The disease especially affected the most depressed areas of the population, especially the towns of San Andrés and Igueste, and the neighborhoods of Los Llanos, El Cabo and El Toscal, being felt especially in the streets of Humo, San Carlos, San Sebastián, San Juan Bautista, Ferrer, San Antonio, San Martín and Oriente. As the death toll had been very high on this last street, the Municipal Plenary on January 4, 1894, at the request of the parish priest of San Francisco, Santiago Beyro, agreed to change the name of Oriente street to Señor de las Tribulaciones (Lord of the Tribulations) because, according to popular tradition, the spread of the disease stopped in this place shortly after the icon had passed through the streets of the neighborhood. On January 14, the icon would be taken again in a solemn procession, from the church of San Francisco to the Toscal neighborhood, a celebration that is repeated every Easter.

On January 4, 1894, after three distressing months, the Official Gazette published the news that the choleric epidemic had ended, and declared the province of Santa Cruz de Tenerife “clean”. Classes were resumed in schools.

As a sign of joy, the bells rang, there was music in the streets, rockets were fired, and hangings of flags were placed on public buildings; but while this was happening, a caravan of women, men, and children from the town of San Andrés crossed the city on a pilgrimage to the Christ of La Laguna, to fulfill the promise they had made to him.

At the solemn funeral for the souls of the deceased, officiated by the bishop in the church of La Concepción, attended by all the authorities, the Santa Cecilia Philharmonic Society orchestra performed a solemn Te Deum, the work of maestro Juan Padrón, sung by the artists of the lyrical company that performed in the Municipal Theater.

Out of a population of 19,722 inhabitants, 1,744 contracted cholera, of whom 382 died; of these, 40 were from San Andrés, where a new cemetery had to be made.

When the epidemic was declared extinguished, and the national press echoed the evidence of self-denial and heroism demonstrated by the inhabitants of Santa Cruz, a newspaper said “… that the behavior of the municipality, doctors and neighborhood had bordered on heroism, and if it were possible to reward so many virtues, there would not be enough crosses and commissions for each of those deserving them, so it was necessary to invent a formula that would perpetuate the brilliant behavior of a people with all their hearts ... " While a local newspaper published "that the municipal corporation had managed in a few days to turn the old Lazaretto into an epidemic hospital, of the best of its kind, despite the few resources it had."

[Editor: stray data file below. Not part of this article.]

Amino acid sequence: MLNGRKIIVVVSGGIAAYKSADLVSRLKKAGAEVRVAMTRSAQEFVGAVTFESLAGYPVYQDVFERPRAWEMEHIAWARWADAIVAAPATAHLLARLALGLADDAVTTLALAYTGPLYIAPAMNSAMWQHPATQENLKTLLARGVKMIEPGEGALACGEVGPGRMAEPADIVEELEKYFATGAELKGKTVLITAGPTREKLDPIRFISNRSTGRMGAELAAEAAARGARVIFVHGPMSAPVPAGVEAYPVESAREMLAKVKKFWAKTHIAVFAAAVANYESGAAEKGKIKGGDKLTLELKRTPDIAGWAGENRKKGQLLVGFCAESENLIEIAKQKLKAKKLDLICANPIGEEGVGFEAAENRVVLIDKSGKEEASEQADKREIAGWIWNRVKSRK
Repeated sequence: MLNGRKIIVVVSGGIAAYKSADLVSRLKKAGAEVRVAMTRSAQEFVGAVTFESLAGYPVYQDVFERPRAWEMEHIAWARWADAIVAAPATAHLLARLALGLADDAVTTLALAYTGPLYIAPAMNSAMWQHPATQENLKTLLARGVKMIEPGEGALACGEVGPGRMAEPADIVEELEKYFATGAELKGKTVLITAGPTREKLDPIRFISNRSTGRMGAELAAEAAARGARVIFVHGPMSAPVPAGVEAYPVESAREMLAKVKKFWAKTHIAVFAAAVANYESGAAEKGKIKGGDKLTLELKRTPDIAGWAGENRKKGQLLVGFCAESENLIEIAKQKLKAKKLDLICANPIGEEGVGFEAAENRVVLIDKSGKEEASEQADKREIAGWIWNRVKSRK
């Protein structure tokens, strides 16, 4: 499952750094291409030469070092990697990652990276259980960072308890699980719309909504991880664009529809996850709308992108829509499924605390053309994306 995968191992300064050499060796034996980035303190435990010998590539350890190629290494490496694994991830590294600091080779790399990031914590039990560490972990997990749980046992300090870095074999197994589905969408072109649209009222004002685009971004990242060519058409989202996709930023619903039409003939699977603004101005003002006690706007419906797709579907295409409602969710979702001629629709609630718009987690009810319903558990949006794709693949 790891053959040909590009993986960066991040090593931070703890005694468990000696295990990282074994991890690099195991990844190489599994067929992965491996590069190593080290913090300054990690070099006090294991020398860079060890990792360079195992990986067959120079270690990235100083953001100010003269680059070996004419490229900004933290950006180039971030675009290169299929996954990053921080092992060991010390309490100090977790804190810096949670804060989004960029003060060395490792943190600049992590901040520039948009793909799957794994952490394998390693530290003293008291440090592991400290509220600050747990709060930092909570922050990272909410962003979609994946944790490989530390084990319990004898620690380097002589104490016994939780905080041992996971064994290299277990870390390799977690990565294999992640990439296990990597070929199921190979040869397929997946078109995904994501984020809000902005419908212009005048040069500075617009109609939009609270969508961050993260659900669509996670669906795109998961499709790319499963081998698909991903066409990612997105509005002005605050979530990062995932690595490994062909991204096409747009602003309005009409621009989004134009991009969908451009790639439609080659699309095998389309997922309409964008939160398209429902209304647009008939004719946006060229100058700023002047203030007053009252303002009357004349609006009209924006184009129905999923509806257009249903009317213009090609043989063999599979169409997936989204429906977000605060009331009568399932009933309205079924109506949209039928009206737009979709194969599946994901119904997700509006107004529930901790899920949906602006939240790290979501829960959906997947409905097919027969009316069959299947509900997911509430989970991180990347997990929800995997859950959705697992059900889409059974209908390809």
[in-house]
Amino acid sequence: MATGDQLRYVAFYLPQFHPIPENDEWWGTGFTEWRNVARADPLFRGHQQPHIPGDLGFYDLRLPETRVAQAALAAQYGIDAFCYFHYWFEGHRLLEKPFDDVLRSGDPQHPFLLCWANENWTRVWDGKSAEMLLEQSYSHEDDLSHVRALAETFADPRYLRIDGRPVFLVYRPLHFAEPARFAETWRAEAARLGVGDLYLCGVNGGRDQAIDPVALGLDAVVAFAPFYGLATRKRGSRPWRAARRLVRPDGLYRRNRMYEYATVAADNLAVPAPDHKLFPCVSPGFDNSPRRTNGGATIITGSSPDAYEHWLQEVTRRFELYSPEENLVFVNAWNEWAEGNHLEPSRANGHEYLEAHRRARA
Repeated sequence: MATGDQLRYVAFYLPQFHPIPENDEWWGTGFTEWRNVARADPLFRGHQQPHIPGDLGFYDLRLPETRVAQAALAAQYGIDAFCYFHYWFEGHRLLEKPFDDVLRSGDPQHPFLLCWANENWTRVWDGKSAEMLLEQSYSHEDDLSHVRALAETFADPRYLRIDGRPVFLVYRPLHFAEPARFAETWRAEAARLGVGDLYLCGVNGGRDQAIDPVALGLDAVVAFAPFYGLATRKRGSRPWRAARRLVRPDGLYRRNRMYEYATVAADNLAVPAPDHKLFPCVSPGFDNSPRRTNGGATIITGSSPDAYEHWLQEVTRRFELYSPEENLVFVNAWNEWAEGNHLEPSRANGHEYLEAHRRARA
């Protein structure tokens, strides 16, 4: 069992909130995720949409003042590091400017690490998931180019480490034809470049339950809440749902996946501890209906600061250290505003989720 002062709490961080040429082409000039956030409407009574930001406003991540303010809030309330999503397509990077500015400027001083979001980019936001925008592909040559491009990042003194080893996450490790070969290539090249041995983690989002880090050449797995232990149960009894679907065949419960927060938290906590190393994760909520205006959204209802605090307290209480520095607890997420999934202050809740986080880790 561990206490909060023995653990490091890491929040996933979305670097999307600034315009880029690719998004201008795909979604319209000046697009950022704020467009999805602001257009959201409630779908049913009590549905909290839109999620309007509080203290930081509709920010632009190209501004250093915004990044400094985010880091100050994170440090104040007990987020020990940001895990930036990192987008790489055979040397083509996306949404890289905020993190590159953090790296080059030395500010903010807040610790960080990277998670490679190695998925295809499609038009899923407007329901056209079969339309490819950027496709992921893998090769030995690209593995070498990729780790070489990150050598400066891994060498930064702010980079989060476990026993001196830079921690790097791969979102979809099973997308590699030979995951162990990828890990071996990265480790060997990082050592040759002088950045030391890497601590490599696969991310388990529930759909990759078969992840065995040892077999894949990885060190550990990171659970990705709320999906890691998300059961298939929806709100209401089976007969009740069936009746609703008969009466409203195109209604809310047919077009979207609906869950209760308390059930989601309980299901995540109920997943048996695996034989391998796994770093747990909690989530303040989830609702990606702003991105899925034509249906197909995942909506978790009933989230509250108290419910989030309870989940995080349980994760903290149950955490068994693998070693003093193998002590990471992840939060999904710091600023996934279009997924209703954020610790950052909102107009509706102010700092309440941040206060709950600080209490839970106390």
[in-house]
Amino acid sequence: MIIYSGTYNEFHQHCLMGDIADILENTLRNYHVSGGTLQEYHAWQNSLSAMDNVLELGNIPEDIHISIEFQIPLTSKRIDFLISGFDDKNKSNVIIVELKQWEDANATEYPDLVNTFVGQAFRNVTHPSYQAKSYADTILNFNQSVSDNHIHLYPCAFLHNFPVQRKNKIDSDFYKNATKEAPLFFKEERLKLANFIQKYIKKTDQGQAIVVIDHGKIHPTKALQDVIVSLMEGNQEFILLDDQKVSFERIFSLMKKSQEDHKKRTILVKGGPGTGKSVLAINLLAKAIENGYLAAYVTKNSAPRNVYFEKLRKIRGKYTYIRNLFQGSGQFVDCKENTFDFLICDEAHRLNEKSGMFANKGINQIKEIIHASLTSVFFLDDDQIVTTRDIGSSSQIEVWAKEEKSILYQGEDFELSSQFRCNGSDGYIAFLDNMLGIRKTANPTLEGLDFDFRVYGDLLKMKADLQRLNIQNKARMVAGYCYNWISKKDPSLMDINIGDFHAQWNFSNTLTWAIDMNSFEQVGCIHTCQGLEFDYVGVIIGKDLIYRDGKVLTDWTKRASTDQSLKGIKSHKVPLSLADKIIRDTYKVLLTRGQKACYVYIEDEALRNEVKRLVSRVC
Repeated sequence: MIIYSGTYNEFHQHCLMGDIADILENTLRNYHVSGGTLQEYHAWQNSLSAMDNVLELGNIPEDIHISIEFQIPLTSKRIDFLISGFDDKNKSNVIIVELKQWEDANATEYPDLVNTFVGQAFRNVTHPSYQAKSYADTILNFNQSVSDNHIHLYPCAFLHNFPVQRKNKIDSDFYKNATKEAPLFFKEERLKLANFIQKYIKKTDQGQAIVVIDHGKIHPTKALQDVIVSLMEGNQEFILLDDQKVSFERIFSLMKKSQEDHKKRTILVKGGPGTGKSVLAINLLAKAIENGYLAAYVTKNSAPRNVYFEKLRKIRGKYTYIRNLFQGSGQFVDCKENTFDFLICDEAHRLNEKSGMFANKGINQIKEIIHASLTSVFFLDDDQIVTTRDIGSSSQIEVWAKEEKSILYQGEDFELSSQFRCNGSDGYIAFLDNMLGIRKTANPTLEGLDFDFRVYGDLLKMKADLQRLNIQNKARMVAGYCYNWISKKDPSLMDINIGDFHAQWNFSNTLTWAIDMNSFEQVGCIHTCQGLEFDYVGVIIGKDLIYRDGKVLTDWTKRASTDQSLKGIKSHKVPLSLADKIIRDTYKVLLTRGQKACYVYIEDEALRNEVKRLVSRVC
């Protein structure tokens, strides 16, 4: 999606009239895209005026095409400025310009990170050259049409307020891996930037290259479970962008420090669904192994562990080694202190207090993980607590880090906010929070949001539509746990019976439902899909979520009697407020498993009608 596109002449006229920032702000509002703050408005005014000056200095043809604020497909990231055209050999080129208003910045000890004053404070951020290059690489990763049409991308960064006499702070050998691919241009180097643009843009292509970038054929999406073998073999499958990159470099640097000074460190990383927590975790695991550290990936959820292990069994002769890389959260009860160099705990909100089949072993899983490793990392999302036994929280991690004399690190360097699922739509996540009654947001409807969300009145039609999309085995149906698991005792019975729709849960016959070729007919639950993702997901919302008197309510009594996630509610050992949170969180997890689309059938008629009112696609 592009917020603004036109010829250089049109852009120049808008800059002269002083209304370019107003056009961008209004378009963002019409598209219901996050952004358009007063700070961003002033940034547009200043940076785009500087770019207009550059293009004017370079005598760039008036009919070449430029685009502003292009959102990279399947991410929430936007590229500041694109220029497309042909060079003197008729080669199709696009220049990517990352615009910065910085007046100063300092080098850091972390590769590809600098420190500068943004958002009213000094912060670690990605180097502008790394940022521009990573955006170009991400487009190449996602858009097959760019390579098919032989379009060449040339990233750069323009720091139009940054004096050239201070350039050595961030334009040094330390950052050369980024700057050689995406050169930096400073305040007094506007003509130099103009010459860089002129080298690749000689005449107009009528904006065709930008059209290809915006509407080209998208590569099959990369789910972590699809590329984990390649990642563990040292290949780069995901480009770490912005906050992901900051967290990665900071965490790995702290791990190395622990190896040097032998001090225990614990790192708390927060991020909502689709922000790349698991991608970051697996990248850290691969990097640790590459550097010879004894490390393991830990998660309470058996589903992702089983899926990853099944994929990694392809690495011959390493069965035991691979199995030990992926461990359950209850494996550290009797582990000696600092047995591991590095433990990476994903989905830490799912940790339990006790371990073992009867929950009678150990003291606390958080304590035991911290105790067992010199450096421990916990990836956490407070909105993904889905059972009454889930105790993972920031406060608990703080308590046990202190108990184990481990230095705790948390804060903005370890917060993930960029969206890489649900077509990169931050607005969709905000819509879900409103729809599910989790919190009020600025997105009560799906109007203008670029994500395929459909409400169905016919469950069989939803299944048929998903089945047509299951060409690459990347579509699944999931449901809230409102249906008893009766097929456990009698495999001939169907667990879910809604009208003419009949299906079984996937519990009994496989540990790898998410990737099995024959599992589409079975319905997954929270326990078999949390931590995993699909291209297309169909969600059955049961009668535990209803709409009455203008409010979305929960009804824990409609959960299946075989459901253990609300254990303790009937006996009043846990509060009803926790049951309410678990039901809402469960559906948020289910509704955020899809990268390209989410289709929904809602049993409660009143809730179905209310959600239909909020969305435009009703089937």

The Plaza de La Candelaria in Santa Cruz de Tenerife in 1890

These circumstances would be officially recognized on April 23, 1894, when the Council of Ministers granted Santa Cruz the title of Very Beneficial, with the First Class Cross of the Civil Order of Charity, with an award and ribbon. At the festivities of May of that year 1894, also the 400th Anniversary of the Foundation of the City, it was commemorated, with a most solemn event held in the Plaza de La Candelaria, with the presence of the Municipal Corporation, when the civil governor read the Royal Decree by which Santa Cruz was granted the title of Very Beneficial, signed by Queen Regent María Cristina de Austria, mother of Alfonso XIII, while the bishop blessed the Cross First Class of the Civil Order of Charity, the civil governor placed it on the Banner.

After the epidemic ended, doctors in Santa Cruz organized a banquet-tribute to all the authorities, in recognition of the collaboration and support they had received, although from the testimonies that we have verified, the celebration could have been the other way around, since the dedication and behavior of doctors Diego Costa, Juan Febles, Diego Guigou, Ángel María Izquierdo, Eduardo Dominguez and Agustín Pisaca was exceptional, alleviating the suffering of the needy without the most basic means.

* Official chronicler of Santa Cruz de Tenerife

La epidemia de cólera de 1893 en Santa Cruz de Tenerife

Image]V[orlock Zernebock Some rights reserved



Old photos of the districts of El Cabo and Los Llanos in Santa Cruz de Tenerife